Catalonia vote to split from Spain sets up clash
Carles Puigdemont intends to become leader of the world’s newest independent state next week. Instead, he may spark a violent confrontation with Spanish authorities and wind up in jail.
Puigdemont, 54, a former journalist and president of Spain’s semi-autonomous region of Catalonia in northeastern Spain, vowed Thursday to press ahead with an independence referendum on Sunday despite efforts by the national government to block it.
“It’s very clear to me that if I go to prison over this it’s only because of my political beliefs. That would leave Spanish democracy in a very weak position,” Puigdemont told USA TODAY in a phone interview Thursday. “As president, I have the right to call a referendum based on a law that the Catalan parliament has approved. The vote will go ahead.”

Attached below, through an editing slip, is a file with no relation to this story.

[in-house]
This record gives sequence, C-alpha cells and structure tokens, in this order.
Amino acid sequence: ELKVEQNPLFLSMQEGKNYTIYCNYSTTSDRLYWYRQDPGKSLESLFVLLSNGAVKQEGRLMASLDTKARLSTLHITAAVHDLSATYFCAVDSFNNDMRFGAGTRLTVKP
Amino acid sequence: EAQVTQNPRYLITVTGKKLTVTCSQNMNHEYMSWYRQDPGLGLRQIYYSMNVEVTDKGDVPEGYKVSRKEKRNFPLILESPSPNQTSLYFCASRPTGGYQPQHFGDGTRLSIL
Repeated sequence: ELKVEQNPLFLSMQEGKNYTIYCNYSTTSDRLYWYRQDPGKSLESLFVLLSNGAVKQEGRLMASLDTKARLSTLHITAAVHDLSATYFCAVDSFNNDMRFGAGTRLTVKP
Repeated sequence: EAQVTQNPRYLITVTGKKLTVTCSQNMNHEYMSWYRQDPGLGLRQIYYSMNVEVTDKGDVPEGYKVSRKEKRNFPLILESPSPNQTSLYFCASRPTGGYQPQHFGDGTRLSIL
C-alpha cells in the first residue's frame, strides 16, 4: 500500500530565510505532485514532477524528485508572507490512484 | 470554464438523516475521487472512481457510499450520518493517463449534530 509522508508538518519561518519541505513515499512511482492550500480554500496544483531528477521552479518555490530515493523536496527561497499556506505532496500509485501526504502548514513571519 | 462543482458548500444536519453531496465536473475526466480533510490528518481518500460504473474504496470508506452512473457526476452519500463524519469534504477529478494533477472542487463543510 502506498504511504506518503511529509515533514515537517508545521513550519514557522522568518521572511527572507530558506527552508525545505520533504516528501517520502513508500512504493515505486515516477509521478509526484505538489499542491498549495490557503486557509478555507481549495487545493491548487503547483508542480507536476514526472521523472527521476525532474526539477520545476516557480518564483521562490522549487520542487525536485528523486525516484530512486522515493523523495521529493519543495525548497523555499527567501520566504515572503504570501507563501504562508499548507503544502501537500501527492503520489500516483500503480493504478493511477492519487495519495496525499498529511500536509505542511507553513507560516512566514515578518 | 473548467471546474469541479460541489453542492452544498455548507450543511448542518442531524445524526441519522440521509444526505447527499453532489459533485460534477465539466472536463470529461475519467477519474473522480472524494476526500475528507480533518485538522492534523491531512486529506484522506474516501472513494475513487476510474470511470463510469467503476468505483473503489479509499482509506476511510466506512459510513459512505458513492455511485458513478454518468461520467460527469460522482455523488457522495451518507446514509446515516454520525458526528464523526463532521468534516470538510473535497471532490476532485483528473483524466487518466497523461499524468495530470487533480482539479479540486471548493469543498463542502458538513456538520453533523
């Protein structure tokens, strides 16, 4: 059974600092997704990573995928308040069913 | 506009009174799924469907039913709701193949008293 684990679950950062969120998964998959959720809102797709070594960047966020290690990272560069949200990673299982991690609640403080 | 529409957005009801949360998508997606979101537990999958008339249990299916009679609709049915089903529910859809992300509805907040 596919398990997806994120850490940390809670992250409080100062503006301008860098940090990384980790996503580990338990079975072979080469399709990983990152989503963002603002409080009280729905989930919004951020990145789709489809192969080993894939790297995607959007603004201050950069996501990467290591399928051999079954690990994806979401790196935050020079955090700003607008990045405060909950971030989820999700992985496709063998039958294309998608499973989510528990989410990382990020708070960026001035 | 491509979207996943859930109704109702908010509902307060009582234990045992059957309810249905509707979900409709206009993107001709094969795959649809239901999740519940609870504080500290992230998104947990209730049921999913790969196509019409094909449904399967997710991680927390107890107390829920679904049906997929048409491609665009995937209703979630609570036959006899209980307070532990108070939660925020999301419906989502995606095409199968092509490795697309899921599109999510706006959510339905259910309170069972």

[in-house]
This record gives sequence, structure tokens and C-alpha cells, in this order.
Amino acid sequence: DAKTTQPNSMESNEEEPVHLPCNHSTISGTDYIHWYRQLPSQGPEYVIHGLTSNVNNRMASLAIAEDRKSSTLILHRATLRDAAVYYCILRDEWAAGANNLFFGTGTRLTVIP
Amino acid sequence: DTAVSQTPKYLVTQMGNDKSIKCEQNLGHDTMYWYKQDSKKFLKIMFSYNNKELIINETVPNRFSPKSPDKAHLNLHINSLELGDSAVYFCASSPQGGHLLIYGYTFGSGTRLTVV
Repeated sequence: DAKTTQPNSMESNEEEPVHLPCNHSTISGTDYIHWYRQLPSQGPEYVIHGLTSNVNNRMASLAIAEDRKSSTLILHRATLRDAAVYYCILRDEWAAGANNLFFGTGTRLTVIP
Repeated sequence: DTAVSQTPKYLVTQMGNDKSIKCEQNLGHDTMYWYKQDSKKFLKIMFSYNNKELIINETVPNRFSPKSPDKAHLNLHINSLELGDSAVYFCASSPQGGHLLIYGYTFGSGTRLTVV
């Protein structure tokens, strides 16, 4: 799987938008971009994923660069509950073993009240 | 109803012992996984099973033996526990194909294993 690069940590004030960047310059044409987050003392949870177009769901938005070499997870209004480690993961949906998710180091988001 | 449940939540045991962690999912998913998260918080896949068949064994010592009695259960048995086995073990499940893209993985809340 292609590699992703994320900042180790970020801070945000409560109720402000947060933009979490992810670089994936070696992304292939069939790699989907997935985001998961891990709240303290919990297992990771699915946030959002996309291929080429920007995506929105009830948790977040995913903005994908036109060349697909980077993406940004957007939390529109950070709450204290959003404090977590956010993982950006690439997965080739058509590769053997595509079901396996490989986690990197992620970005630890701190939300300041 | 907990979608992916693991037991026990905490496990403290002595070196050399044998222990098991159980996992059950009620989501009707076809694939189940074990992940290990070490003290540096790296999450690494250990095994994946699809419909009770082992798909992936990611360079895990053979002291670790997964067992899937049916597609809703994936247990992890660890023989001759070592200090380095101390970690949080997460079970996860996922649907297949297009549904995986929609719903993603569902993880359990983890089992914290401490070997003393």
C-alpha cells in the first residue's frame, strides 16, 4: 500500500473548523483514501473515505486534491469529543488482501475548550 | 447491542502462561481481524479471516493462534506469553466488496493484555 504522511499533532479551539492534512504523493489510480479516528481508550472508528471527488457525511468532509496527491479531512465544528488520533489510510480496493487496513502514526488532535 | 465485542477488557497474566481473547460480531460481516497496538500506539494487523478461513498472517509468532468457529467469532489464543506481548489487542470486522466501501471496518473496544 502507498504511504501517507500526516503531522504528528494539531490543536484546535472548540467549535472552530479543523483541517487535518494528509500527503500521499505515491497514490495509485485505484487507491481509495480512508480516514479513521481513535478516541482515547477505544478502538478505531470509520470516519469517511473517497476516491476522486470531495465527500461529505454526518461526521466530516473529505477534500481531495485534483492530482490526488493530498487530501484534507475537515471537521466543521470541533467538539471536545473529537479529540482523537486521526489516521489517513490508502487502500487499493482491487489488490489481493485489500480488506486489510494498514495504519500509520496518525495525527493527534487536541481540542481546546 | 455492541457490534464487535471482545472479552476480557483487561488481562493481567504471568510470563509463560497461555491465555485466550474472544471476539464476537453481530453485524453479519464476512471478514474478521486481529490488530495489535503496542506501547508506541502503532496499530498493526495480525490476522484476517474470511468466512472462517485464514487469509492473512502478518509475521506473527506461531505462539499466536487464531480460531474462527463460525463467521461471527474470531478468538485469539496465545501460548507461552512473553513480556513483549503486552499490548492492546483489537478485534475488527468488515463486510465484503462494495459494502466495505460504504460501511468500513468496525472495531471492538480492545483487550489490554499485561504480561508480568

The central government in Madrid insists the vote is illegal and has taken steps to block it. It has seized millions of ballots, detained 14 senior officials organizing the vote, shut down election websites and deployed thousands of police to bar access to voting stations.
The vote is the most serious political crisis facing Spain since it returned to democracy following the death of longtime military dictator Francisco Franco in 1975.
The independence drive is fueled by the belief that Catalonia and its tourist-mecca capital, Barcelona, give more than they get from Madrid and that the region’s unique culture and language are not respected by the Spanish state, according to Puigdemont.
The wealthy region, where 7.5 million of Spain’s 46 million people live, accounts for approximately one-fifth of the country’s economy. It is one of 17 semi-autonomous Spanish regions.